Ms Hickox was selfless in her desire to work with the organization Doctors without Borders–demonstrating a concern and compassion for those afflicted, sick and dying–yet in her having come home, that same sense of concern and compassion no longer seems applicable to her very neighbors as she choses to cause division in her very own community. I’m thankful that she is “free of Ebola” and has returned home, as she continues to claim, very much well and healthy, but the issue here is one of caution, of which she has been asked to observe and of which she is vehemently refusing.

May we be willing to take and bear the responsibilities for our actions. May we work to put the wellbeing of others above our own wants and desires for in so doing we create a more compassionate and kinder global community. May we learn to yield our self governing egos to that of compassion, giving, caring, not demonstrated to but a few, but to all we encounter. . .if I should see that my hellbent desires are causing so much ire, so much pain, so much contention and consternation around me, may I learn to back off, taking on the spirit of gentleness with my responsibilities verses the combativeness of self.

A few observations

“We cannot create observers by saying ‘observe,’ but by giving them the power and the means for this observation and these means are procured through education of the senses.”
Maria Montessori

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(sea algae / Watercolor Beach, Florida / Julie Cook / 2014)

Life’s a bit hectic right now. . . leaving me absolutely no time at home and very little time to, let alone, think! Yet I have been rather keen to be observant, taking in snippets of life, right and wrong, on my many comings and goings as of late. . .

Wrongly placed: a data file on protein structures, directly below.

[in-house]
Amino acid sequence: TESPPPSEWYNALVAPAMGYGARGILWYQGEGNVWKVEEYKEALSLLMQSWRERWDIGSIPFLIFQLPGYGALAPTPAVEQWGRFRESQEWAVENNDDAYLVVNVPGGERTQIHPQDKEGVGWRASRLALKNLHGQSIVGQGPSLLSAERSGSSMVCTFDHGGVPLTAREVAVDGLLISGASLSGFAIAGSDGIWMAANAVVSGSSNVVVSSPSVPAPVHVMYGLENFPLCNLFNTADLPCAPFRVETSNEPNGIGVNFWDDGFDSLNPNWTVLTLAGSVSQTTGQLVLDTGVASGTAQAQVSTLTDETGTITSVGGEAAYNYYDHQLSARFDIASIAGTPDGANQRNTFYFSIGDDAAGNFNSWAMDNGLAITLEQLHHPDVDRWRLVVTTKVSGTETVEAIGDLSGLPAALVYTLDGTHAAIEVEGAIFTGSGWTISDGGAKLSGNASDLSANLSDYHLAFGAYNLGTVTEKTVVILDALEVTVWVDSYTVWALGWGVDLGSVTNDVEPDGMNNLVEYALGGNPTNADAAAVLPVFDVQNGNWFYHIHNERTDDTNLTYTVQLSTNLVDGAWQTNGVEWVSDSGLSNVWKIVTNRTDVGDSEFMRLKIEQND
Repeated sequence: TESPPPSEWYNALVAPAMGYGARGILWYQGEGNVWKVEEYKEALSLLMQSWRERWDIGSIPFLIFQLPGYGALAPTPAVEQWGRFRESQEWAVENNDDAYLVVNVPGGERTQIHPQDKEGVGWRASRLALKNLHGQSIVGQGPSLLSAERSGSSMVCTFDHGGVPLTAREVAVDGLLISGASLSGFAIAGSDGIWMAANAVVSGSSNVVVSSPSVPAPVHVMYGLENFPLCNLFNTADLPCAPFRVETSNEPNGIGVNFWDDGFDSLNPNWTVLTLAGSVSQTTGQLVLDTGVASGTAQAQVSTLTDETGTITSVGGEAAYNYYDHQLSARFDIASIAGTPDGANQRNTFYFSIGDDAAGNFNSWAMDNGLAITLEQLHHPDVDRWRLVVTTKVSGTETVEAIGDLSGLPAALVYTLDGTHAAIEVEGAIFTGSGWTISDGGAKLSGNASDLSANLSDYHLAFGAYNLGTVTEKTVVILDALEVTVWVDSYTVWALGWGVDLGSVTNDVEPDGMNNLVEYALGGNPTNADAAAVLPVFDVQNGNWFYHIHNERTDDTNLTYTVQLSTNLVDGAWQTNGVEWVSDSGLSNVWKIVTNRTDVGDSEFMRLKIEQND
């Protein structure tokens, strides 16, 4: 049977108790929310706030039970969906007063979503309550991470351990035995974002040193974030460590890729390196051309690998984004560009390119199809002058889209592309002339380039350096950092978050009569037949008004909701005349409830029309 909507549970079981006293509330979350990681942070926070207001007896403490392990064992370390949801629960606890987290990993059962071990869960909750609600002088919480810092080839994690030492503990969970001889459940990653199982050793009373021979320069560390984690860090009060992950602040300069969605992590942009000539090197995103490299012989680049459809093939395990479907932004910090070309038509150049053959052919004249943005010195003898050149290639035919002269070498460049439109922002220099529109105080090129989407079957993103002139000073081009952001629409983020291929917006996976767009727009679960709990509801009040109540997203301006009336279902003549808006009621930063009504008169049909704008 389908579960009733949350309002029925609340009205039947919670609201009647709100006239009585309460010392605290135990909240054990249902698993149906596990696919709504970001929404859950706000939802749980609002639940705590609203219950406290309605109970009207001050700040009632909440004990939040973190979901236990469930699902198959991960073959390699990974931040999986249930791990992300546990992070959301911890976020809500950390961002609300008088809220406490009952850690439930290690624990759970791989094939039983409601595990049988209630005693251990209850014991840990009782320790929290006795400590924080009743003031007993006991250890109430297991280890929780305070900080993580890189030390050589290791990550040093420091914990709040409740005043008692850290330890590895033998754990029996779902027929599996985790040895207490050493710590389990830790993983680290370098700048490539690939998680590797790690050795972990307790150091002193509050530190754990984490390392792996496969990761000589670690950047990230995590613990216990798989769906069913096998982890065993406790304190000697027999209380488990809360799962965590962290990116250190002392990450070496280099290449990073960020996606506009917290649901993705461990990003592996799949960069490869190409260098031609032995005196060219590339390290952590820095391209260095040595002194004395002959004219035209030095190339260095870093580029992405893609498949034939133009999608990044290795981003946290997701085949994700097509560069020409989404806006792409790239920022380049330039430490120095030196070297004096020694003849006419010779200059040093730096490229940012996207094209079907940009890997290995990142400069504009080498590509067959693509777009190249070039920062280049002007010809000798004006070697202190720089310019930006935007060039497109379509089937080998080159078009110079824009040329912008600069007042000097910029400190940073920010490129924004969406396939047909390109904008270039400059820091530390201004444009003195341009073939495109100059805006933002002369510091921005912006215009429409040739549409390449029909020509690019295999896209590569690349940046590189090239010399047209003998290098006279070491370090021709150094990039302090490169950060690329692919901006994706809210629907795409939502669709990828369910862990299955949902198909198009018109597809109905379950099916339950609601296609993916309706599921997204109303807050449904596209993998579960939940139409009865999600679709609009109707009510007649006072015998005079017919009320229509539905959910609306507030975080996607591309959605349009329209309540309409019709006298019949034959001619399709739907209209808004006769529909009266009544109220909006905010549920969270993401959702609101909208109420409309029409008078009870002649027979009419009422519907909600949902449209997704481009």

Earlier this week, on the way to Dad’s, as I was making my way around Atlanta’s autobahn, otherwise known as 285 or the Perimeter, I noticed a glaring billboard advertising, for what I think is to be some new sort of new Fall TV series. . . “How To Commit Murder”—-
Will someone please tell me, why in the world would anyone want to put up such a billboard in a city that once held the dubious rights to the title of Murder Capital of the US? I would think, sadly, Atlanta had regrettably already figured out such, not needing a billboard for instruction. My other question is why would anyone want to use such as a title to a new show, and what kind of shows are we wanting to watch these sad days. . .digressing. . .

After safely making my way on and off 285, arriving safely at Dad’s in one piece, Gloria immediately wants to show me the new bedspread she found for the front bedroom. As I make my way down the hall for the exciting viewing, I notice (observe) that my old bedroom’s door is shut. That door is never shut–not since an angst ridden teen use to reside in there oh so many years ago. It’s the room directly at the end of the hallway which now carries the official title of “Dad’s Office.” The same said office I had come to make some sense over, wading through the accumulated piles of bills, statements, invoices and chaos known as Dad’s world.